Project INDIMA, funded by DG ECHO, will develop, and enhance a network concept for better and holistic civil protection and disaster risk management by integrating all relevant stakeholders into a new concept. After the first six months of project INDIMA we were faced with some expected and some unexpected results. The need for integrating as many stakeholders as possible was confirmed.
Description of the proposal:
The needs assessment will identify the roles and responsibilities and their interrelations (key stakeholder mapping) and assess the risks of the functionality of the existing network for civil protection. This will help to quickly identify the key stakeholders in each area, as well as the types of input they require, what kind of communication they might need and when, and more. Participating stakeholders will raise awareness and improve knowledge on the consequences of cross‐sectorial disasters and contribute to the strengthening of the response network.
The survey’s main task was to get tangible results of the question: Interrelations between actors involved in emergency situations”. The start of the online survey was on 29 April 2021, used media were Facebook, LinkedIn, and Twitter. 3,172 people were reached, 242 filled the survey completely.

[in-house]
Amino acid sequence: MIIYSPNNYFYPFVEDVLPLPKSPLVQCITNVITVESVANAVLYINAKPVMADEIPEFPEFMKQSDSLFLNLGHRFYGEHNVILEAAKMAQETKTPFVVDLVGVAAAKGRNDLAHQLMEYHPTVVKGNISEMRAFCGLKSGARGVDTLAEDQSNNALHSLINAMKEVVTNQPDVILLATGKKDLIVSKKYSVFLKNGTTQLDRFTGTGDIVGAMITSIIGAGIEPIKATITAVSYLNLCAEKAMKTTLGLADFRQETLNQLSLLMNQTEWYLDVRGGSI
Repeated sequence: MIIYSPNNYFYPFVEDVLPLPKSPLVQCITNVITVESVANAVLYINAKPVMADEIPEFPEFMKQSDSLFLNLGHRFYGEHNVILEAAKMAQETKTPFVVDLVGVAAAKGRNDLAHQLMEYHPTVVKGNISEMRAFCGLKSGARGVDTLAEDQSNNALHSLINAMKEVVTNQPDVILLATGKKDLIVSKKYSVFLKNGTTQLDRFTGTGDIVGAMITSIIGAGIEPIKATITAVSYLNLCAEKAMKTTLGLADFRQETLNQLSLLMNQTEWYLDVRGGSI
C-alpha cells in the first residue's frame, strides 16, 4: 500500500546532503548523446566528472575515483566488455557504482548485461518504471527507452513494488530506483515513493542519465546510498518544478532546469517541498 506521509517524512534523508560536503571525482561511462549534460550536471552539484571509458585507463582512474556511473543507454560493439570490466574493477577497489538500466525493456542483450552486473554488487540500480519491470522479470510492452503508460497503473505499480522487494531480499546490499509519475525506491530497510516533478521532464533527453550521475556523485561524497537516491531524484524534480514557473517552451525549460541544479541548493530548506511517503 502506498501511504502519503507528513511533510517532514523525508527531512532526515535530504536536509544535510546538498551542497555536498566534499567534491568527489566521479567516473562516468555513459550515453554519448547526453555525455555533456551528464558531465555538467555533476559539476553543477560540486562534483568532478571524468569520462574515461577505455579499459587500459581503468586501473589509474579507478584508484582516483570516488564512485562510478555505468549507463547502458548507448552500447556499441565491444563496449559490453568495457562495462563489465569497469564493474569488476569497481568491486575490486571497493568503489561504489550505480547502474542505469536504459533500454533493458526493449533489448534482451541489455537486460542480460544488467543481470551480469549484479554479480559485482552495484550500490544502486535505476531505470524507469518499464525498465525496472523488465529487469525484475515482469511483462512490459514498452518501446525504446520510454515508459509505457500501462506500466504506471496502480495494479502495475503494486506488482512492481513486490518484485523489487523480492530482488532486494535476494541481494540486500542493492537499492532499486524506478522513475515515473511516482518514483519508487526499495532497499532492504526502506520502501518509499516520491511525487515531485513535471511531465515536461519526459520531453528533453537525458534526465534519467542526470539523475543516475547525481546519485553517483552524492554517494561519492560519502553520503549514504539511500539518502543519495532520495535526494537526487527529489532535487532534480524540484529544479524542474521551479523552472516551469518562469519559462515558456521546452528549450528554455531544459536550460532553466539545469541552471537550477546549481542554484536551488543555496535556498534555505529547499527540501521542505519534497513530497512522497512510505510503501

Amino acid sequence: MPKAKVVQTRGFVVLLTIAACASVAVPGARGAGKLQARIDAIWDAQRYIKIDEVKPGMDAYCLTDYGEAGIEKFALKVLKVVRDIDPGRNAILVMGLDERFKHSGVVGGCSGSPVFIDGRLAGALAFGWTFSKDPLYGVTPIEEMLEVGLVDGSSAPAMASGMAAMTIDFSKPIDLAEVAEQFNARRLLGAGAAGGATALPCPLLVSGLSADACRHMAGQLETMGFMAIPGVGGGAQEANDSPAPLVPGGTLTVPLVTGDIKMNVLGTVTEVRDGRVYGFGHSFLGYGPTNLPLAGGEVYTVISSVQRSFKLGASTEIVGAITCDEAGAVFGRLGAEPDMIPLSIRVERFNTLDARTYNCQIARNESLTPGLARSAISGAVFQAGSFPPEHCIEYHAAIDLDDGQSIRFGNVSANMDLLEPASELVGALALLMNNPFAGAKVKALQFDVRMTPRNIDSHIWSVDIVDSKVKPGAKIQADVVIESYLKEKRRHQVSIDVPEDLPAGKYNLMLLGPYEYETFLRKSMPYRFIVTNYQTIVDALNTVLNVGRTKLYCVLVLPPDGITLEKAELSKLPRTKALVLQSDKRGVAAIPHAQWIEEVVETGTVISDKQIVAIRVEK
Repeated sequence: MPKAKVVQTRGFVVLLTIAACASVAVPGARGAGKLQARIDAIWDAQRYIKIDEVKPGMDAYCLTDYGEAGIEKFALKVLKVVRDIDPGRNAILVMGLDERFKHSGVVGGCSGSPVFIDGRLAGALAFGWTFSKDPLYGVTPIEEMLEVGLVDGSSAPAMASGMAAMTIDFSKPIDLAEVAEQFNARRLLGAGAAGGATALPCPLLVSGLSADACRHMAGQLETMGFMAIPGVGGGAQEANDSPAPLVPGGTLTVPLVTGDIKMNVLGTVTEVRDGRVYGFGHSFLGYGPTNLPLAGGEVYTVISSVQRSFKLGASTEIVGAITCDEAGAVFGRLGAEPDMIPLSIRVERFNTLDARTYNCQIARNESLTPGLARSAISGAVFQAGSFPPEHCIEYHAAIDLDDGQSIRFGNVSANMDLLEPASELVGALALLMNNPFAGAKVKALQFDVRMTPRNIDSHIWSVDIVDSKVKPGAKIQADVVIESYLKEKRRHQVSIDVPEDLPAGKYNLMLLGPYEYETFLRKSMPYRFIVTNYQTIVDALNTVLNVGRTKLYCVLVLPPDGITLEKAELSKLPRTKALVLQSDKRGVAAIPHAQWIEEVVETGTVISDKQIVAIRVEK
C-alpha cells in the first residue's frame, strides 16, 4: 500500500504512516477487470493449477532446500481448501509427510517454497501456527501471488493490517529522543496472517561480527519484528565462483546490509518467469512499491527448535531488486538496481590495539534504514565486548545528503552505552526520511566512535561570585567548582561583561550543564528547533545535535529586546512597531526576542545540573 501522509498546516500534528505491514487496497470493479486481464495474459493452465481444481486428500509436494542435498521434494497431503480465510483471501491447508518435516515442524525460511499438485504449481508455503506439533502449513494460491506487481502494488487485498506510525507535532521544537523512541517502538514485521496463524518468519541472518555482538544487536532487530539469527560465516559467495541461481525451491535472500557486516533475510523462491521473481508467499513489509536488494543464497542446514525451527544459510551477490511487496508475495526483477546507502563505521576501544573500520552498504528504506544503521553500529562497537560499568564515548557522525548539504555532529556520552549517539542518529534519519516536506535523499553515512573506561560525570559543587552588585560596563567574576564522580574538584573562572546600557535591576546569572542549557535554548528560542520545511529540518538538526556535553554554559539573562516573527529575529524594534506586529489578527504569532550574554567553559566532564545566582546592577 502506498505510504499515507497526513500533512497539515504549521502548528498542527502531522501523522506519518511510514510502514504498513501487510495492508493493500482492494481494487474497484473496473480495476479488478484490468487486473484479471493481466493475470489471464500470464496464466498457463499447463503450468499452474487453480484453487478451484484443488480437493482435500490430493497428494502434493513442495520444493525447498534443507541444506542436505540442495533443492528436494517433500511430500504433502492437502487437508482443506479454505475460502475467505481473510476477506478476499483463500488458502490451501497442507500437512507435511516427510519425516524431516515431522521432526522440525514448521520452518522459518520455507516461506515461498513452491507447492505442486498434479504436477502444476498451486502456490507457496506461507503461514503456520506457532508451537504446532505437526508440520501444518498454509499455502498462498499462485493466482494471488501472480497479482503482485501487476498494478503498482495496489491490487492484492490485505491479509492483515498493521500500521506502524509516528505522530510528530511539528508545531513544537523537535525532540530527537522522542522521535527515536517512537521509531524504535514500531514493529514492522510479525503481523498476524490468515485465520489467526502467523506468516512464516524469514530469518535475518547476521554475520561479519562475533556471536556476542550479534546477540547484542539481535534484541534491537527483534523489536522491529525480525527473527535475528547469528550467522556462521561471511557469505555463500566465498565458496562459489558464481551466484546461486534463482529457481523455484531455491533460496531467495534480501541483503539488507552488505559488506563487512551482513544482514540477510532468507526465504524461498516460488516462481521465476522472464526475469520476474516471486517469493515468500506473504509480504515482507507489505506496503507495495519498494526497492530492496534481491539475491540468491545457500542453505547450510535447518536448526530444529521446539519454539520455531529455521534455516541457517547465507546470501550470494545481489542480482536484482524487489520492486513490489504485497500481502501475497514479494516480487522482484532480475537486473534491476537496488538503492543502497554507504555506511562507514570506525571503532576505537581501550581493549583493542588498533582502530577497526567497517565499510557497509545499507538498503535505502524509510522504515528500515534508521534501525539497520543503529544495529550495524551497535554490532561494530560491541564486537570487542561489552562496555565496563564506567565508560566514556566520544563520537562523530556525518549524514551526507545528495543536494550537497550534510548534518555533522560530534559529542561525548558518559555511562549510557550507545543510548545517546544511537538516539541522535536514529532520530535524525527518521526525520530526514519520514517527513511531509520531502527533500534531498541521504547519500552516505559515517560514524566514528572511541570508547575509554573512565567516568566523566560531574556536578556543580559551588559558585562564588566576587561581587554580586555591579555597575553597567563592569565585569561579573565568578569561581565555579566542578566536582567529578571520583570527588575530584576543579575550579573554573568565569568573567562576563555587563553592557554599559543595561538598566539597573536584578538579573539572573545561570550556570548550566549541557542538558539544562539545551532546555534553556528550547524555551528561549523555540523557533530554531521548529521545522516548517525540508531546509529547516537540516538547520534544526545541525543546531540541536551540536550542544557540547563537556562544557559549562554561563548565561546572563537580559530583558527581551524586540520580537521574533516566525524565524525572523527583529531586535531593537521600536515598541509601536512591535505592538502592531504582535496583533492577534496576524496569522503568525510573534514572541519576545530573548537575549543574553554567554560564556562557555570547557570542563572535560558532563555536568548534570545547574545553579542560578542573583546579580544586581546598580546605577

Disaster Management and the integration of the “new” stakeholders
The last century brought significant changes in the environment where civil protection and disaster risk management is acting. The retreat of SOE (state-owned enterprises) and the appearance of new actors in the field of logistics, public transportation, and communication services brings new challenges for the changed framework conditions for authorities.
Dir. Jaap van Lakerveld, with PLATO and the University’s Crisis Research Centre Leiden investigated what is needed for effective crisis management in April 2019. The two-phase study, called “State of the Art in Crisis Management” gave amongst others clear statements to improve Crisis Management (Universiteit Leiden / State of the Art Crisisbeheersing / April 2019 / JvL, JM. State of the Art in Crisis Management, Jaap van Lakerveld & Jeroen Wolbers, The Platform Training, Education and Governance BV (Plato) and the Institute of Security and Global Affairs, both from the University of Leiden, conducted the research.)
- Crisis is becoming increasingly transboundary.
- The inclusion of the citizens and stakeholders in the response was also mentioned as a key aspect to improve crisis management.
The conclusions were:
- A reorientation of administrators towards whom the crisis is developing and which players, organisations, or sectors in society are at stake is often left behind or is (too) late.
- Crisis management benefits from network management. This requires switching between modular partnerships. Follow-up research will have to focus on developing an appropriate network heuristic.
The results of this study are similar to the experiences of experts, based on previous disasters, and are likely to be representative of the situation in most countries in and outside the EU.
The integration of all actors within all sectors of the “Emergency Management Cycle” (response, recovery, mitigation, preparedness) is key for an improvement of modern disaster risk management.